This year I’ve made friends with my chisel plane. In fact, I don’t think I could have installed the Benchcrafted wagon vise as a retrofit without it.
Today I got another lesson in chisel-plane use from Carl Bilderback that I’d like to share with you. Carl is a woodworker, semi-retired carpenter, tool collector and active member of the Mid-West Tool Collectors Assn. As a finish carpenter, Carl had several specialties, including repairing finished or veneered surfaces on the jobsite and hiding those repairs from customers.
His skill at cutting a “dutchman” prompted me to publish one of his articles on his process in Popular Woodworking‘s February 2008 issue (if you have that issue, you should definitely check it out. Good stuff.)
In any case, Carl said that one of the reasons he was always sought out for repairs was because he owned a chisel plane.
Because of that tool, Carl said he could trim face-grain plugs and dutchmen without touching the surrounding finish. And he also could trim end-grain plugs with ease. Other carpenters would sand their repairs flush with the surrounding surface, which made more work for the guys who had to repair the finish.
Now I have had no trouble trimming face grain with a chisel plane, but trimming end grain with a chisel plane has always been difficult for me. Carl explained how he did it. I tried it in the shop this afternoon, and it was like the light bulb went on. I think everyone needs an old hand like Carl around. Perhaps Lie-Nielsen could start making Carls for everyone….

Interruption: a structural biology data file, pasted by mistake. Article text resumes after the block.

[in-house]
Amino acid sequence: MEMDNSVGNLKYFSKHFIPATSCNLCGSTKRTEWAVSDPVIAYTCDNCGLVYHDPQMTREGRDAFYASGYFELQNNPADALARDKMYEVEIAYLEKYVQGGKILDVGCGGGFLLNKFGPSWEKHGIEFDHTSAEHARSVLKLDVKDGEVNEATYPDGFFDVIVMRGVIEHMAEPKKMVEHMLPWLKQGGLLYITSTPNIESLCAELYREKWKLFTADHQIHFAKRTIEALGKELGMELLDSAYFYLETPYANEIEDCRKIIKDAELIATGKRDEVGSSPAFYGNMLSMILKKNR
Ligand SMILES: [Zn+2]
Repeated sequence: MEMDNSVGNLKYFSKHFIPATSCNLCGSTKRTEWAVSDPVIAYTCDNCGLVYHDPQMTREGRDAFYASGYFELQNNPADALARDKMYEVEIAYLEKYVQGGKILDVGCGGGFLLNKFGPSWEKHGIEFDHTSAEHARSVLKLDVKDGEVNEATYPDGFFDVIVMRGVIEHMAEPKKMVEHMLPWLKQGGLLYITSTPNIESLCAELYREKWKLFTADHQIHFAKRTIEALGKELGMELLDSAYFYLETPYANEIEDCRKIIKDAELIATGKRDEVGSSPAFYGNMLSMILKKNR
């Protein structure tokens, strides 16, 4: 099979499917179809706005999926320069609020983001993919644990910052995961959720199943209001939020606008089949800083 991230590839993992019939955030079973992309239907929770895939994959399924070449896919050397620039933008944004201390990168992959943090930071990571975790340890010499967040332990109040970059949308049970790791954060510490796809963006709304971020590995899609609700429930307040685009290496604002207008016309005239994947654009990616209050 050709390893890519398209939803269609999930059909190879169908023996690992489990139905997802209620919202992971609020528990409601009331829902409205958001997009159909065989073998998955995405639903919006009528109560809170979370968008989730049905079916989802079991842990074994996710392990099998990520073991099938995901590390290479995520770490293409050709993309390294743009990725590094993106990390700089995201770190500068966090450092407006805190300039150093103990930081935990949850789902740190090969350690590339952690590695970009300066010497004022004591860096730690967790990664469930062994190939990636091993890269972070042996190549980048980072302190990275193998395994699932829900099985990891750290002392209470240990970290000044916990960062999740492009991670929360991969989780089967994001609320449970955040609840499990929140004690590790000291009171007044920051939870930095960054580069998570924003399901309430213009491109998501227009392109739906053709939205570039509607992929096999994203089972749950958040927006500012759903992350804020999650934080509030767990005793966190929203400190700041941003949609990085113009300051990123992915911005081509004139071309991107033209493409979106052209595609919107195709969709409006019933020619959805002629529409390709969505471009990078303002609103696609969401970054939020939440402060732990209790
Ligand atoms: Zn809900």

Here’s what you do: Set the chisel plane so its cutting edge is flush to the sole and will not cut the surface of your work. (I know, this is obvious, but I have to say it.)
Now approach the plug with the corner of the cutter. You want to try to nibble off no more than 1/16″ from the plug. Less material; less resistance.
Keep firm downward pressure on the the tool and pivot the corner into the plug, like you are picking away a small portion of the plug. Once you remove that first 1/16″, head to the next 1/16″.
I tried this procedure on some tough white oak and maple end-grain plugs and, as we say in Arkansas, it worked like a peach.
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